Suffice it to say that this cycle, this second failed cycle, sent me into a funk that I'm still trying to get out of.

I took all the medicines, went to all the appointments, prayed everyday for a miracle, paid everday for a miracle, and it was all for nothing.

I'm left with nothing.

Well, not nothing... the estrogen patch left a rash on my stomach and turned me into a weepy mess for a solid 2 days. Count your blessings?

I got my hopes up.

I hate fertility treatments because for a split second it seems like the problem is under control, like it's not a losing battle anymore. But it is.

I'm losing it.

Last night in the fifteen minutes I was at Target to pick out my consolation candy bags I passed by 8 pregnant women. The reasonable part of my brain that should have remembered 1 in 8 women experiences some form of infertility and considered that one of them might have had to go through what I'm going through wasn't working. So 8 times I had to fight back tears, take a deep breath, and move on.

I've had to fight back tears, take many deep breaths, and try to move on for a while now.
It's wearing me down.

I usually can see the humor in things, even tougher things, but the only thing remotely humorous about this journey so far is that:
I have pregnacy brain, but without the pregnancy part, meaning I am in a fog most of the time and can't think clearly.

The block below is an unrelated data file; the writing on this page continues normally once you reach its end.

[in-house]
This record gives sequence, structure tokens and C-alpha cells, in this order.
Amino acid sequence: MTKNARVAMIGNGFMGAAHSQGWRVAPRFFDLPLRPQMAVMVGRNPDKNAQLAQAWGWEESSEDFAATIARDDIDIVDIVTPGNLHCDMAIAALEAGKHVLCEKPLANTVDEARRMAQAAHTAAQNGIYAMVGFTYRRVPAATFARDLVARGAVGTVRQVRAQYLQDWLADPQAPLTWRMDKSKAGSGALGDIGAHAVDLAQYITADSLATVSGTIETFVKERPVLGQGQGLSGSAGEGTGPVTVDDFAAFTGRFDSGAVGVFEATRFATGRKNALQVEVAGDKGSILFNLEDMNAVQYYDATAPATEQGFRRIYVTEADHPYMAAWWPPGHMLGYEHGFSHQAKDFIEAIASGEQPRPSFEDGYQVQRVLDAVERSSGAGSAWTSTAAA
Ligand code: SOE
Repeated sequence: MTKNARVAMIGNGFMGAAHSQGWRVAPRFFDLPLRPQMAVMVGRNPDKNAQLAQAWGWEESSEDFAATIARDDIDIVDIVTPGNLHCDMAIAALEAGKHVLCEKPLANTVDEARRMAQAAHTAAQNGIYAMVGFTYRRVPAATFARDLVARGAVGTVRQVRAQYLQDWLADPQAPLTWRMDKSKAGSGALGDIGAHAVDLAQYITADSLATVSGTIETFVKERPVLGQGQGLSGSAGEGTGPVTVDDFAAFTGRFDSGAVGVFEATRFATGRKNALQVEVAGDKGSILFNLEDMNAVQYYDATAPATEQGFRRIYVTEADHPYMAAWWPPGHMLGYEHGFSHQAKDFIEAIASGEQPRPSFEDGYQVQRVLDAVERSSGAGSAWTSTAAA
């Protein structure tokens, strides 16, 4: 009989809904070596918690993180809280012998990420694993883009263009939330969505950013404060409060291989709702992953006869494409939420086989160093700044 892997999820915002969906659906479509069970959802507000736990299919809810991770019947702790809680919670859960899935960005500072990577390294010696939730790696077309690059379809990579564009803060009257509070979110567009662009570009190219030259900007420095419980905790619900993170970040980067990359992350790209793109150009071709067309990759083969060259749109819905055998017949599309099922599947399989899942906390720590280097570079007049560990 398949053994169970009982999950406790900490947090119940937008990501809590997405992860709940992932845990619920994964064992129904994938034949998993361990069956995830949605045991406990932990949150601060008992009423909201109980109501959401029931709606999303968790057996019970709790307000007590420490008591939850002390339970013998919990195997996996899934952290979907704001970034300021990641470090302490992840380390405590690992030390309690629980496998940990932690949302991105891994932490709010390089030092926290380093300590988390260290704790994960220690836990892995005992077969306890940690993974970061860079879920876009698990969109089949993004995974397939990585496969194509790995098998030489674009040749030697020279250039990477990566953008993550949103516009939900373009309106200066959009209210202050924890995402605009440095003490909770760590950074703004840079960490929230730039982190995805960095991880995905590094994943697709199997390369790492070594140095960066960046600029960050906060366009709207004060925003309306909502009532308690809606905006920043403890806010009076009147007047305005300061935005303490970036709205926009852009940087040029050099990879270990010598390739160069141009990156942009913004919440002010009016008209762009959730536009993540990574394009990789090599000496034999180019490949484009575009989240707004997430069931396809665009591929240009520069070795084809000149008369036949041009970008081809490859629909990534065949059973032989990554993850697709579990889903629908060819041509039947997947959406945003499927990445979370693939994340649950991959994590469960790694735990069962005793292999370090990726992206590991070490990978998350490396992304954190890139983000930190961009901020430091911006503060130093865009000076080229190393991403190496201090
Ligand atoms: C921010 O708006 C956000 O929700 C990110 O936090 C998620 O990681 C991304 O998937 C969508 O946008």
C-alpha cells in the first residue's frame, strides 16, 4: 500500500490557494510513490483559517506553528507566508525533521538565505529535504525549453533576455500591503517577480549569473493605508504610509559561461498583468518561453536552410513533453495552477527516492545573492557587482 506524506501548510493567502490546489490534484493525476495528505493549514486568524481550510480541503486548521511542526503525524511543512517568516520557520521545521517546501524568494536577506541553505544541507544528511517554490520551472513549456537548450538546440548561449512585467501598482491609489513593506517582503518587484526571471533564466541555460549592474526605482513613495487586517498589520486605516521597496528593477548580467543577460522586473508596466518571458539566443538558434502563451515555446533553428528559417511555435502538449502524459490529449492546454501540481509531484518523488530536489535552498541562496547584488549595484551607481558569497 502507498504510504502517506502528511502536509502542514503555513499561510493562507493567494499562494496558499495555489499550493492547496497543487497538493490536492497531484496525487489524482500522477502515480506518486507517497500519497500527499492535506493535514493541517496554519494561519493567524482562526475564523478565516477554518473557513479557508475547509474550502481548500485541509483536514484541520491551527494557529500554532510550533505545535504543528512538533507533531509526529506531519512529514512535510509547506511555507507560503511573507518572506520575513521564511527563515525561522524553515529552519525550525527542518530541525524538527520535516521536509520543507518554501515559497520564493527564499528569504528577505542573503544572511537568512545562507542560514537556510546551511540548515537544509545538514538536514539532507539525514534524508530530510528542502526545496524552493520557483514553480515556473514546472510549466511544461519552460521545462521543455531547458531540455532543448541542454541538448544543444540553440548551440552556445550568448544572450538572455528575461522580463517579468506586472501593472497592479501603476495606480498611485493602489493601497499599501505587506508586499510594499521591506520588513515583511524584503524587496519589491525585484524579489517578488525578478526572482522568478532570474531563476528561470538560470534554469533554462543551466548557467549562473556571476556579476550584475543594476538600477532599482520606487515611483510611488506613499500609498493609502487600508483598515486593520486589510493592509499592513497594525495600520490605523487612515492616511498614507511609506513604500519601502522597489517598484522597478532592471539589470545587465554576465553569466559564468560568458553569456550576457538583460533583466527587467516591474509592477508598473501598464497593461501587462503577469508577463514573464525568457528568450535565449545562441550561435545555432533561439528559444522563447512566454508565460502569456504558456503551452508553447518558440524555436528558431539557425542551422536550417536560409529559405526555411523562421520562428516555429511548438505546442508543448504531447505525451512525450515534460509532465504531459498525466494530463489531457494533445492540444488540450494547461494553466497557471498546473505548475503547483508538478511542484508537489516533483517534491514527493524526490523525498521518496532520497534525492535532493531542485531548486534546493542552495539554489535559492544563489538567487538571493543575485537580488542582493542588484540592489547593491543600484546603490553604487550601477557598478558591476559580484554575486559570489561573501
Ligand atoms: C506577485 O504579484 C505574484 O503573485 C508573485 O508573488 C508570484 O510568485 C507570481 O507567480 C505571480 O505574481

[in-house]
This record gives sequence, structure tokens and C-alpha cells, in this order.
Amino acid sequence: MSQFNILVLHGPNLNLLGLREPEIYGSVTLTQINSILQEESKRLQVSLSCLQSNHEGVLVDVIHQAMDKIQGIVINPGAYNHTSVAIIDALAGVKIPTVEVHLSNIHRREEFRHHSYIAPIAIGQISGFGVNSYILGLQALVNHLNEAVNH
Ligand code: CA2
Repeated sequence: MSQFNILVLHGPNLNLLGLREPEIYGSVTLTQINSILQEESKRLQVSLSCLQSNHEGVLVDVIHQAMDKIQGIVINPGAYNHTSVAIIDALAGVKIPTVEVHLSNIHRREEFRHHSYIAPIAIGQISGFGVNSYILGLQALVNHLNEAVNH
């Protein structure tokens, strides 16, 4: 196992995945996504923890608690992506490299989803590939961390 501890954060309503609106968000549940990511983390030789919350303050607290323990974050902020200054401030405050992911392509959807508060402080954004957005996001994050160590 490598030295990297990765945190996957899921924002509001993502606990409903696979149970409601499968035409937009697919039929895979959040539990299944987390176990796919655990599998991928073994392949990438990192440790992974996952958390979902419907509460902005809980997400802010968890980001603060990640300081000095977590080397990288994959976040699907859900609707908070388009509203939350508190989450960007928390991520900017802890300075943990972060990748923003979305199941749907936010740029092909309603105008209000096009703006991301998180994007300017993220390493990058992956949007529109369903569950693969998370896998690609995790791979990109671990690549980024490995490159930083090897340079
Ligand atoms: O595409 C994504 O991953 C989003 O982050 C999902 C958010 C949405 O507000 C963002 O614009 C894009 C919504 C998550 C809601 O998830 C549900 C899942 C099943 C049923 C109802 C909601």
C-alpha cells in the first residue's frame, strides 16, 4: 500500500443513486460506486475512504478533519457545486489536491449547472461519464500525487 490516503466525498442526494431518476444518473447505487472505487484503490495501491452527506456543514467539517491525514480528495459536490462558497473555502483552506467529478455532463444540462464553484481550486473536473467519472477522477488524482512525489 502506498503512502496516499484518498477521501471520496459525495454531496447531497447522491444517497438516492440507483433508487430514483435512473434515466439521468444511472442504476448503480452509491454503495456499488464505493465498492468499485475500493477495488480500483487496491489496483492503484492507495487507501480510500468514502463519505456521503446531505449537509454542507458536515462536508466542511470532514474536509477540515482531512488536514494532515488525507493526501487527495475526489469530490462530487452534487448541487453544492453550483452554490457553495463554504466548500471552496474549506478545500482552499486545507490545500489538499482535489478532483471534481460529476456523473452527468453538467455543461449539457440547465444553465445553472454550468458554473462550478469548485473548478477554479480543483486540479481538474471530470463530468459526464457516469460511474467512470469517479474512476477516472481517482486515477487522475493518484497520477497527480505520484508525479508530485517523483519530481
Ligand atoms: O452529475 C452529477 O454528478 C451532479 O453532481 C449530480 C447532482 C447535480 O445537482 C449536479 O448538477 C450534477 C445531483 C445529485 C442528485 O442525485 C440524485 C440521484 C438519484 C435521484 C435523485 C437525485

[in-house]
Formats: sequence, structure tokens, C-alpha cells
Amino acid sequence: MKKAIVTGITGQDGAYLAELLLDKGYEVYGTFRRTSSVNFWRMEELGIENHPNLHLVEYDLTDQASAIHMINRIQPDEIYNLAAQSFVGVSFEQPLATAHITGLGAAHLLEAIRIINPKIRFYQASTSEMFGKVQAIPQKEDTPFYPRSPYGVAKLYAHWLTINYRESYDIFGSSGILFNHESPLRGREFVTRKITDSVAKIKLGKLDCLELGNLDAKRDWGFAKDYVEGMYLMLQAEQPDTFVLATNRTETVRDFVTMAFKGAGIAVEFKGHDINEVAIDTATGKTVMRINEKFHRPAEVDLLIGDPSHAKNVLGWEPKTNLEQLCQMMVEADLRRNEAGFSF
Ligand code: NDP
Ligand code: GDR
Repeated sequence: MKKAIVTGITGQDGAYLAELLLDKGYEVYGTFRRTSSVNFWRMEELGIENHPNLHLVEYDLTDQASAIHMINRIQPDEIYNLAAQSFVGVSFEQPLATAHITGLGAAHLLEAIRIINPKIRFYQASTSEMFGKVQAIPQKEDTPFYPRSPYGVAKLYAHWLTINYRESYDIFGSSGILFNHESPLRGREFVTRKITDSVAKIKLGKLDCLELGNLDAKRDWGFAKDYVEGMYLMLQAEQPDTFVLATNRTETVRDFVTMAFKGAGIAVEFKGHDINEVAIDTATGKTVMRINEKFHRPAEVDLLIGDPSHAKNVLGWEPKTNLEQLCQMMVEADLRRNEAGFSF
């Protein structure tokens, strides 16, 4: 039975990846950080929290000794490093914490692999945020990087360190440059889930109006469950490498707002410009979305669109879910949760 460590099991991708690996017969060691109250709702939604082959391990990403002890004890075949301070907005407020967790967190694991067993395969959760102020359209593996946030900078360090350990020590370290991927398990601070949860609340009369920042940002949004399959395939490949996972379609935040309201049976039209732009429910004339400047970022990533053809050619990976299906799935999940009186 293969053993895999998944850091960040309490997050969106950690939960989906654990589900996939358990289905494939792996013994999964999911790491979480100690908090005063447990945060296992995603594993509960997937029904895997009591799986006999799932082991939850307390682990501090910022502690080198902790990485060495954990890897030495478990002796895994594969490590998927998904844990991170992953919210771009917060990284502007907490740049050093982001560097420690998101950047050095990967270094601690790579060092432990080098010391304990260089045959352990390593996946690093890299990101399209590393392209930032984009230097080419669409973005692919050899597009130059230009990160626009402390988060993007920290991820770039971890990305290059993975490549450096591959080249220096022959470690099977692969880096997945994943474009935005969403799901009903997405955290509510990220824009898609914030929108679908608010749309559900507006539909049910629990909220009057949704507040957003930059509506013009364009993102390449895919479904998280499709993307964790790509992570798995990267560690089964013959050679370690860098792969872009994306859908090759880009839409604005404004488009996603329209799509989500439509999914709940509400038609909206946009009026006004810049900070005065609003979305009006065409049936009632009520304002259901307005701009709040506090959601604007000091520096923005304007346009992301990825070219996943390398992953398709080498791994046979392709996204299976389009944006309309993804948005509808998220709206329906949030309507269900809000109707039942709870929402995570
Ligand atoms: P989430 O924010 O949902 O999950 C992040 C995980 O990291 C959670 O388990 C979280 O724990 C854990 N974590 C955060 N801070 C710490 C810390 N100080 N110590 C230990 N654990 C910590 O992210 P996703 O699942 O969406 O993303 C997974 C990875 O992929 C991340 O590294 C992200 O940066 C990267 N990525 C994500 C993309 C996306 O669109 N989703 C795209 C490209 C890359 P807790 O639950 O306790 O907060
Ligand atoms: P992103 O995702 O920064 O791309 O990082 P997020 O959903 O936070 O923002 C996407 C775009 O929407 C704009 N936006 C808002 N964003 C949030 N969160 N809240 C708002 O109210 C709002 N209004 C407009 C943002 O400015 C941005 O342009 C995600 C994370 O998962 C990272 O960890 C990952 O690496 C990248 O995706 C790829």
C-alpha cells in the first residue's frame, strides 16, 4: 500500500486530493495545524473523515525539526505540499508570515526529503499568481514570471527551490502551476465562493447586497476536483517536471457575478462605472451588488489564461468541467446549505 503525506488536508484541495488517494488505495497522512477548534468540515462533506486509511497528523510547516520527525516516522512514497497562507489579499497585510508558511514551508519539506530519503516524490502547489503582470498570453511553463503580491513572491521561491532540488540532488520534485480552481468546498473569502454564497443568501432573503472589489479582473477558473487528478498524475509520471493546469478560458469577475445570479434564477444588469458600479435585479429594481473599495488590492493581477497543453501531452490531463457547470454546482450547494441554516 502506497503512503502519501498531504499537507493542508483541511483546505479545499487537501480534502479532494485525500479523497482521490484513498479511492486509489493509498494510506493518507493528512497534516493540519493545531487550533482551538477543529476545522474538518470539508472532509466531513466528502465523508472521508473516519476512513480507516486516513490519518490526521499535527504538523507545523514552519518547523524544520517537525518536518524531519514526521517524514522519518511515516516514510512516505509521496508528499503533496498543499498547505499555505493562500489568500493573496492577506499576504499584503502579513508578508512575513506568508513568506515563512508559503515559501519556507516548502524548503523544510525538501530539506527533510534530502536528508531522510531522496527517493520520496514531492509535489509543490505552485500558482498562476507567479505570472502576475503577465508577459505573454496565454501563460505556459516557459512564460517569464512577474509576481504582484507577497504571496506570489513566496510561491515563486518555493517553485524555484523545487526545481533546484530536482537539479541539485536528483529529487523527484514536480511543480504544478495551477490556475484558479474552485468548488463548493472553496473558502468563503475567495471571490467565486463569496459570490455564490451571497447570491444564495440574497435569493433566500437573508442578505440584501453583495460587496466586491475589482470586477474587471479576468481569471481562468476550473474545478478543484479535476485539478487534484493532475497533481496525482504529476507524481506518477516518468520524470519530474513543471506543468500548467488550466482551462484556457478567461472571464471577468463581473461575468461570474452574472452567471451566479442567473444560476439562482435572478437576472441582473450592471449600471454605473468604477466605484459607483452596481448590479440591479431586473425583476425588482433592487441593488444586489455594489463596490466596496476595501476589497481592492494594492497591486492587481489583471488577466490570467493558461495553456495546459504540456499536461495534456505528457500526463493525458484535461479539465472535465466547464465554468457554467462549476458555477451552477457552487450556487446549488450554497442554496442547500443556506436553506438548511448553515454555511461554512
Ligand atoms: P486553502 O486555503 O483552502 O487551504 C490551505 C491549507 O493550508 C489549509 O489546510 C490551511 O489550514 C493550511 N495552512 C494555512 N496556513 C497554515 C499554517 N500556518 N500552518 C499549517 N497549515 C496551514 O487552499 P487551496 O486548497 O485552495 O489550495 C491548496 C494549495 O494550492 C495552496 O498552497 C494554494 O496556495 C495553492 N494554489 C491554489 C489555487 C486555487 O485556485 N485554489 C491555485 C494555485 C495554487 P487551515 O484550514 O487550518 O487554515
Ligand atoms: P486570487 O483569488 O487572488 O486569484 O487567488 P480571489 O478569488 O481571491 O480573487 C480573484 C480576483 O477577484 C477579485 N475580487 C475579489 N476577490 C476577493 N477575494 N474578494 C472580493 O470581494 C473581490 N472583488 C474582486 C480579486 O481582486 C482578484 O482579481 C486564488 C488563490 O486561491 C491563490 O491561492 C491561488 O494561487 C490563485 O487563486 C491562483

I have gained 12 pounds a lot of weight since beiginning fertility treatments and am still infertile, but am carrying around the extra weight of a hefty baby as a constant reminder of what should be there but isn't.
I experience habitual headaches due to stress about what all these "shot in the dark" treatments and hormones are doing to my body in the long run and, at the same time,
I feel nauseous when trying to calculate how many years it would take to pay off the extensive treatments that are still ahead of me. That nausea, which I can only imagine to be similar to morning sickness, is as close as I am ever going to get to feeling pregnant.

Some consolation prize: If you can't get pregnant, you might as well get crazy, fat, and uncomfortable like a pregnant person. Oh and my moodswings have got to be at least on par with the pregos.
So there's that.

And there's a plan. I know God has a plan for our lives and for some reason it includes all these bumps in this baby-making battle. (Wow, this is bump 36 and not one of those bumps has been a baby. Ouch.) I didn't plan for that.